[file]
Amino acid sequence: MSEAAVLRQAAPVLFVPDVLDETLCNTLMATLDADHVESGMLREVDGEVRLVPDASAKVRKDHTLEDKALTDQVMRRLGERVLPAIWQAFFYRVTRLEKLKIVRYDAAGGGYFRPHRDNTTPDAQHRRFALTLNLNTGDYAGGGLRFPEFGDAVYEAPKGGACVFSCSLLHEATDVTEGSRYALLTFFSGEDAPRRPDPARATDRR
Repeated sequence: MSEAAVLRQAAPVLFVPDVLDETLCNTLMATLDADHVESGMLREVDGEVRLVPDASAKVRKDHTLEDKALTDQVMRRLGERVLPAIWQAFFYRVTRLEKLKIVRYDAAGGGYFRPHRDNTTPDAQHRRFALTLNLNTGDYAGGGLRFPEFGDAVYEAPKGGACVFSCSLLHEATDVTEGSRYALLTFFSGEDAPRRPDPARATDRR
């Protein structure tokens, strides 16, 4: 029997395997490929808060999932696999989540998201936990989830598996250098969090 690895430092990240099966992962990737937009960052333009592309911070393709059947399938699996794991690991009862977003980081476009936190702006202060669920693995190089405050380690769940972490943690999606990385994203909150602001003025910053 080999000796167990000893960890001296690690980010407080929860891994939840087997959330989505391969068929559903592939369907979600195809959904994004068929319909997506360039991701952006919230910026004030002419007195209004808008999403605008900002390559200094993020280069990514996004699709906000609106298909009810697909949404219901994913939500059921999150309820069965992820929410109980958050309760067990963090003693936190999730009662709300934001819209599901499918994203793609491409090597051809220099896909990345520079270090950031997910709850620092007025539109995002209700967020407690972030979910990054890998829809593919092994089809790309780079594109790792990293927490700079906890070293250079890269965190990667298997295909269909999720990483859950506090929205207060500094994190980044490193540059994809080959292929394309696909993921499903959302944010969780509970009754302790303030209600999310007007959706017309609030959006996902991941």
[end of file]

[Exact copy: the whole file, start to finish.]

Amino acid sequence: MSEAAVLRQAAPVLFVPDVLDETLCNTLMATLDADHVESGMLREVDGEVRLVPDASAKVRKDHTLEDKALTDQVMRRLGERVLPAIWQAFFYRVTRLEKLKIVRYDAAGGGYFRPHRDNTTPDAQHRRFALTLNLNTGDYAGGGLRFPEFGDAVYEAPKGGACVFSCSLLHEATDVTEGSRYALLTFFSGEDAPRRPDPARATDRR
Repeated sequence: MSEAAVLRQAAPVLFVPDVLDETLCNTLMATLDADHVESGMLREVDGEVRLVPDASAKVRKDHTLEDKALTDQVMRRLGERVLPAIWQAFFYRVTRLEKLKIVRYDAAGGGYFRPHRDNTTPDAQHRRFALTLNLNTGDYAGGGLRFPEFGDAVYEAPKGGACVFSCSLLHEATDVTEGSRYALLTFFSGEDAPRRPDPARATDRR
């Protein structure tokens, strides 16, 4: 029997395997490929808060999932696999989540998201936990989830598996250098969090 690895430092990240099966992962990737937009960052333009592309911070393709059947399938699996794991690991009862977003980081476009936190702006202060669920693995190089405050380690769940972490943690999606990385994203909150602001003025910053 080999000796167990000893960890001296690690980010407080929860891994939840087997959330989505391969068929559903592939369907979600195809959904994004068929319909997506360039991701952006919230910026004030002419007195209004808008999403605008900002390559200094993020280069990514996004699709906000609106298909009810697909949404219901994913939500059921999150309820069965992820929410109980958050309760067990963090003693936190999730009662709300934001819209599901499918994203793609491409090597051809220099896909990345520079270090950031997910709850620092007025539109995002209700967020407690972030979910990054890998829809593919092994089809790309780079594109790792990293927490700079906890070293250079890269965190990667298997295909269909999720990483859950506090929205207060500094994190980044490193540059994809080959292929394309696909993921499903959302944010969780509970009754302790303030209600999310007007959706017309609030959006996902991941």